Yes, that's fine, you can "tee" circuits. I just did one that looks like a tree... starting with a 3-way split right in the service panel. And two branches themselves have splits downstream.
Now let's talk about splicing. USA receptacles provide two screws or backstabs per side. That has several uses, but the most common use is an easy way to do a 3-way splice: one for the power source, one for the downstream feed to the next outlet, and of course the receptacle itself. Here's the thing: people get hung up on this, and forget this is only one of several ways to do a splice. You can use any listed method.
So with both screws full, how do you add a third wire?
- you cannot use both screws and backstabs. You must use one system or the other only, and don't use backstabs anyway becuase they fail a lot.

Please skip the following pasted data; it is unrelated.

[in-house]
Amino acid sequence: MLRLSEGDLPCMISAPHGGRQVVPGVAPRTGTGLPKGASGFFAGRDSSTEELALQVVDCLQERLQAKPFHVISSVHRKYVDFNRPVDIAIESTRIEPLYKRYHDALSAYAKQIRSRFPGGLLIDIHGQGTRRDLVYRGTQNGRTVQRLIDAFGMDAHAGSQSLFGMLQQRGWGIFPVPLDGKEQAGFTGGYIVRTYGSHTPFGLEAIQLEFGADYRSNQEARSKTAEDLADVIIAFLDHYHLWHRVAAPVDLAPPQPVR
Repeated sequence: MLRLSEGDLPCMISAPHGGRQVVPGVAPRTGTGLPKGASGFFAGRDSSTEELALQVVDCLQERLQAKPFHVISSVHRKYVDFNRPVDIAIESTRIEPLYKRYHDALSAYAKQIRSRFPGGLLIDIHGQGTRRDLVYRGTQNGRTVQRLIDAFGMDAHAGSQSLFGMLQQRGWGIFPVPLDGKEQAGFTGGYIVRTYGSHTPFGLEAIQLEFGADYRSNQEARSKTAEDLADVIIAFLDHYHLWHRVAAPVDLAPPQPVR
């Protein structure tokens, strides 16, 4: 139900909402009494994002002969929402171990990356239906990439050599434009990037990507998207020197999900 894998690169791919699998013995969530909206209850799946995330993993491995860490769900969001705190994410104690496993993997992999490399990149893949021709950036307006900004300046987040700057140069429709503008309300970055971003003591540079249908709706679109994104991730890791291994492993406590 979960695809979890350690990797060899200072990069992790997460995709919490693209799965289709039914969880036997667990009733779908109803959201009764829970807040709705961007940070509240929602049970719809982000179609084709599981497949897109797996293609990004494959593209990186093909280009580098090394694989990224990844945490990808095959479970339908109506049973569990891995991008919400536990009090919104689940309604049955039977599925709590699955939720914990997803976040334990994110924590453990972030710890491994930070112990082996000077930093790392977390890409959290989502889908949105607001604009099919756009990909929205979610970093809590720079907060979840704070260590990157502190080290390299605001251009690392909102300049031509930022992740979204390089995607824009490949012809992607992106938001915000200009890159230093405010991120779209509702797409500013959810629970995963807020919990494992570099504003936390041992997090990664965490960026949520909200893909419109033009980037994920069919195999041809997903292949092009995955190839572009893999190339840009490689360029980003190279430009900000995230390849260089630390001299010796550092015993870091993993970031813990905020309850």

- You can use a short pigtail to come off one screw, and then any of a variety of splices to join the pigtail and two of the wires. One remains on the other screw (or not; you can just join all the wires at the splice, I do that when the receptacle is in a really awkward location.)
- you can use special receptacles called screw-and-clamp which can accommodate four wires (plus the receptacle itself obviously). You have to hunt these down, but they cost about $3 - not unbearable.
What kind of splices would you use? Any listed splice. Some examples are wire nuts -- Alumiconns (they work fine on all copper wire) -- Euro type terminal blocks -- push-in (unreliable) -- snap-down splice connectors. I use wire nuts myself.